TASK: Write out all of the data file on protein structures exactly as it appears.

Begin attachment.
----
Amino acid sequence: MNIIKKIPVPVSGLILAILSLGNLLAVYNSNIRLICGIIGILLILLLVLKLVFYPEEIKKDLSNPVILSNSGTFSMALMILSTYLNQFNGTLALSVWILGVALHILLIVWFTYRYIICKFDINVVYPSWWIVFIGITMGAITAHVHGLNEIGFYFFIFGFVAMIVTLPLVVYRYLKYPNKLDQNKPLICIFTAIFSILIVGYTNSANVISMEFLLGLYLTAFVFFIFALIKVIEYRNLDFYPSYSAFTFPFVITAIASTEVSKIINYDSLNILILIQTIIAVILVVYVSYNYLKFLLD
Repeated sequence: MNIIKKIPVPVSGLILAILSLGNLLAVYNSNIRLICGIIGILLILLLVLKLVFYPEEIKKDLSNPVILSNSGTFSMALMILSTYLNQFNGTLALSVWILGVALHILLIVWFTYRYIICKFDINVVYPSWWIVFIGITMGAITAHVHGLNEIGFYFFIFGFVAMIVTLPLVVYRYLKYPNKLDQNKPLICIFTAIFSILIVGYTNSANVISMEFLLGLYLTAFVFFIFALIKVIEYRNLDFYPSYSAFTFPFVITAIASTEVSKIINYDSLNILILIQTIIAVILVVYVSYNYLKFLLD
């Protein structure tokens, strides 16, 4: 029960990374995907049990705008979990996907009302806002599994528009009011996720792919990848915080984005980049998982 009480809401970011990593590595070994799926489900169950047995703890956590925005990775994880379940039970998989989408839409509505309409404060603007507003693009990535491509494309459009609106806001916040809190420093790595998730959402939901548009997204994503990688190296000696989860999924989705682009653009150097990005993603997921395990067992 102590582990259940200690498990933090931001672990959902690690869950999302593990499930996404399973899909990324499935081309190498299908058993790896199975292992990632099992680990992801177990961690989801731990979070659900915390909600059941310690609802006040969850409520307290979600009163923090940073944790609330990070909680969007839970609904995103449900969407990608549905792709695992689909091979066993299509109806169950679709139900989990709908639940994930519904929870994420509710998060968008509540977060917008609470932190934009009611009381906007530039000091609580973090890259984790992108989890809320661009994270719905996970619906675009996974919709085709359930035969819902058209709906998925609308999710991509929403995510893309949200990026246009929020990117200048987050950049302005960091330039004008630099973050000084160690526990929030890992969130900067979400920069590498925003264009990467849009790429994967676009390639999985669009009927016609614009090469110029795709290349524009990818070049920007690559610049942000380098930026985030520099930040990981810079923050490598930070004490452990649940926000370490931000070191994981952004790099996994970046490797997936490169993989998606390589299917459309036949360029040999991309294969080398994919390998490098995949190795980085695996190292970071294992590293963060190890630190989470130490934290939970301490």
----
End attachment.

Amino acid sequence: MNIIKKIPVPVSGLILAILSLGNLLAVYNSNIRLICGIIGILLILLLVLKLVFYPEEIKKDLSNPVILSNSGTFSMALMILSTYLNQFNGTLALSVWILGVALHILLIVWFTYRYIICKFDINVVYPSWWIVFIGITMGAITAHVHGLNEIGFYFFIFGFVAMIVTLPLVVYRYLKYPNKLDQNKPLICIFTAIFSILIVGYTNSANVISMEFLLGLYLTAFVFFIFALIKVIEYRNLDFYPSYSAFTFPFVITAIASTEVSKIINYDSLNILILIQTIIAVILVVYVSYNYLKFLLD
Repeated sequence: MNIIKKIPVPVSGLILAILSLGNLLAVYNSNIRLICGIIGILLILLLVLKLVFYPEEIKKDLSNPVILSNSGTFSMALMILSTYLNQFNGTLALSVWILGVALHILLIVWFTYRYIICKFDINVVYPSWWIVFIGITMGAITAHVHGLNEIGFYFFIFGFVAMIVTLPLVVYRYLKYPNKLDQNKPLICIFTAIFSILIVGYTNSANVISMEFLLGLYLTAFVFFIFALIKVIEYRNLDFYPSYSAFTFPFVITAIASTEVSKIINYDSLNILILIQTIIAVILVVYVSYNYLKFLLD
């Protein structure tokens, strides 16, 4: 029960990374995907049990705008979990996907009302806002599994528009009011996720792919990848915080984005980049998982 009480809401970011990593590595070994799926489900169950047995703890956590925005990775994880379940039970998989989408839409509505309409404060603007507003693009990535491509494309459009609106806001916040809190420093790595998730959402939901548009997204994503990688190296000696989860999924989705682009653009150097990005993603997921395990067992 102590582990259940200690498990933090931001672990959902690690869950999302593990499930996404399973899909990324499935081309190498299908058993790896199975292992990632099992680990992801177990961690989801731990979070659900915390909600059941310690609802006040969850409520307290979600009163923090940073944790609330990070909680969007839970609904995103449900969407990608549905792709695992689909091979066993299509109806169950679709139900989990709908639940994930519904929870994420509710998060968008509540977060917008609470932190934009009611009381906007530039000091609580973090890259984790992108989890809320661009994270719905996970619906675009996974919709085709359930035969819902058209709906998925609308999710991509929403995510893309949200990026246009929020990117200048987050950049302005960091330039004008630099973050000084160690526990929030890992969130900067979400920069590498925003264009990467849009790429994967676009390639999985669009009927016609614009090469110029795709290349524009990818070049920007690559610049942000380098930026985030520099930040990981810079923050490598930070004490452990649940926000370490931000070191994981952004790099996994970046490797997936490169993989998606390589299917459309036949360029040999991309294969080398994919390998490098995949190795980085695996190292970071294992590293963060190890630190989470130490934290939970301490």